At heart, he is a teacher. His lessons are about life, and if they weren’t viewed through the prism of football, it would be something else. He could have been a lawyer, perhaps. Or an English professor, trying to push classic works of literature past the iPods and into the minds of today’s undergraduates.
But Joe Paterno is a football coach. To many in his profession and to the millions of fans who follow him religiously, he is the football coach, the standard by which all others should be measured.
His career, one of the longest in any major sport, is drawing to a close. Paterno is technically coaching without a contract but has agreed in principle with Penn State athletic director Tim Curley and university president Graham Spanier that 2011 will be his final season on the sideline. There is also the possibility that this season, his 45th as a head coach and 61st in State College, could be his last. Paterno turns 84 in December, and though he has yet to give the slightest public hint that he is contemplating retirement, the last few seasons have taken a greater physical toll on his body.
Until he decides to hang it up, though, he will continue to deliver lessons to his players. And win games on Saturdays.
Penn State’s 35-21 win over Northwestern on a brisk November evening was the 400th of Paterno’s career. The coach was carried to midfield by his players, then honored with a video tribute and a crystal football during a post-game ceremony, surrounded by his family and his team.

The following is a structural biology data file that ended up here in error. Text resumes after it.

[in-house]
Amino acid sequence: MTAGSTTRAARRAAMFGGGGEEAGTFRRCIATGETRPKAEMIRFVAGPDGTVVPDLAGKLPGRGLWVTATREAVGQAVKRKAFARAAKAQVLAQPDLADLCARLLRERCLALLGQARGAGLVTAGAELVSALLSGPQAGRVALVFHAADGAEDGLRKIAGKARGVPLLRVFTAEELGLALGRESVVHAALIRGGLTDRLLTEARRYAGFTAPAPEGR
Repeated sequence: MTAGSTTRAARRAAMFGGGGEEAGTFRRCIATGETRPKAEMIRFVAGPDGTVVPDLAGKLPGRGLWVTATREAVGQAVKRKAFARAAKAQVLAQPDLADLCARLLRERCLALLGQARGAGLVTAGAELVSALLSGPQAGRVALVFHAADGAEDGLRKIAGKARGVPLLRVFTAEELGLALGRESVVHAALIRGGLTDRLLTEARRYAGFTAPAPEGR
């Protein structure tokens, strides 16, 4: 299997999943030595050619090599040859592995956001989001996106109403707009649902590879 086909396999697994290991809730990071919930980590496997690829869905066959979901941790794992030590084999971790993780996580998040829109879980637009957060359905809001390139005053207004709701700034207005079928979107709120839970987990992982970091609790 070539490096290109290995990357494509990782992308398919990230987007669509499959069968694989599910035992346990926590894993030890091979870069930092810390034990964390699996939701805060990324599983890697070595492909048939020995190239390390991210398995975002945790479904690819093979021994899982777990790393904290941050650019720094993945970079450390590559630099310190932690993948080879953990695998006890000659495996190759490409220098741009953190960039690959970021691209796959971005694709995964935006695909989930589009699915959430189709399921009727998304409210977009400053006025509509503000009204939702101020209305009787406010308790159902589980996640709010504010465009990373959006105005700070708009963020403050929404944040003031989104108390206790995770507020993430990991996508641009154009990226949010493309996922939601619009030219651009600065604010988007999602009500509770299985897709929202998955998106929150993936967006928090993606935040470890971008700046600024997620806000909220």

“I’d be dishonest if I told you that wasn’t a moving night for me,” Paterno said after the game. “It was.”
It was clear that the coach enjoyed reaching a milestone he had spent the previous week trying to downplay.
“How many years I been the head coach, 40?” he said last week. “You know, you’ve got to win a couple of games in that time.”
He has won more than a couple.
Paterno has likely achieved a record that will never be eclipsed by a Football Bowl Subdivision (formerly Division I-A) coach. Only two other coaches in college football history have reached 400-win milestone. John Gagliardi, who is in his 58th season at Division III St. John’s (Minn.) and 62nd season overall, has won 476 games. The late Eddie Robinson won 408 games in 56 seasons at Division I-AA (FCS) Grambling State University.
Paterno has 164 more wins than the next closest active FBS coach, Frank Beamer of Virginia Tech. He was the fastest Division I-A coach to 300 wins, needing 380 games, nine fewer than his friend Bobby Bowden and 12 fewer than Alabama’s Paul “Bear” Bryant, who held the career wins record until Paterno passed him on Oct. 27, 2001.